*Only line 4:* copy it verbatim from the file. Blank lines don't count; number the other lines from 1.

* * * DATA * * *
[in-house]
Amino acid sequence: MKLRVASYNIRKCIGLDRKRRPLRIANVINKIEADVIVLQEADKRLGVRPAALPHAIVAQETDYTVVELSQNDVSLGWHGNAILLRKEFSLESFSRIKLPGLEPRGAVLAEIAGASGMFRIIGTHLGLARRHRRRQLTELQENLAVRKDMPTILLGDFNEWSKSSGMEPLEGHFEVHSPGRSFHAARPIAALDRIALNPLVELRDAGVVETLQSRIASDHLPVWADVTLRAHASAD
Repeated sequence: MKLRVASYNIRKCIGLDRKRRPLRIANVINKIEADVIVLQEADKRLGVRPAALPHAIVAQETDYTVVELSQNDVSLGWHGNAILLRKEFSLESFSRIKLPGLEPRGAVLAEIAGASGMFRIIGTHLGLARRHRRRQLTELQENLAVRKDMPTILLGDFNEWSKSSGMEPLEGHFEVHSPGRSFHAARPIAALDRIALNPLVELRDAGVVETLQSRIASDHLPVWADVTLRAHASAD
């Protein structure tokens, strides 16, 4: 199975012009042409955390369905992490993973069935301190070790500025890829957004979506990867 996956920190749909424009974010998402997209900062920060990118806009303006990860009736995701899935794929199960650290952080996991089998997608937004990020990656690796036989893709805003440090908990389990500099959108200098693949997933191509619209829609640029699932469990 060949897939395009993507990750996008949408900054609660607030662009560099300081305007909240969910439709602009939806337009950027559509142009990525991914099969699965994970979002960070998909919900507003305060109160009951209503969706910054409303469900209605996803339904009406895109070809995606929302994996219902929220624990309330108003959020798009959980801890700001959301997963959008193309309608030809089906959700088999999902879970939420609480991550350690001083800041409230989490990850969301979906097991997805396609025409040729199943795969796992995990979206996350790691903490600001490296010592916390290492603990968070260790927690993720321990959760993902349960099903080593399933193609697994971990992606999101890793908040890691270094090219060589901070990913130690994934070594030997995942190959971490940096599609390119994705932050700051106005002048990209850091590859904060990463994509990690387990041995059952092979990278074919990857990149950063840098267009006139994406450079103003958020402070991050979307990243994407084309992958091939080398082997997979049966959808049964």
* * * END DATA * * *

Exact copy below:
């Protein structure tokens, strides 16, 4: 199975012009042409955390369905992490993973069935301190070790500025890829957004979506990867 996956920190749909424009974010998402997209900062920060990118806009303006990860009736995701899935794929199960650290952080996991089998997608937004990020990656690796036989893709805003440090908990389990500099959108200098693949997933191509619209829609640029699932469990 060949897939395009993507990750996008949408900054609660607030662009560099300081305007909240969910439709602009939806337009950027559509142009990525991914099969699965994970979002960070998909919900507003305060109160009951209503969706910054409303469900209605996803339904009406895109070809995606929302994996219902929220624990309330108003959020798009959980801890700001959301997963959008193309309608030809089906959700088999999902879970939420609480991550350690001083800041409230989490990850969301979906097991997805396609025409040729199943795969796992995990979206996350790691903490600001490296010592916390290492603990968070260790927690993720321990959760993902349960099903080593399933193609697994971990992606999101890793908040890691270094090219060589901070990913130690994934070594030997995942190959971490940096599609390119994705932050700051106005002048990209850091590859904060990463994509990690387990041995059952092979990278074919990857990149950063840098267009006139994406450079103003958020402070991050979307990243994407084309992958091939080398082997997979049966959808049964």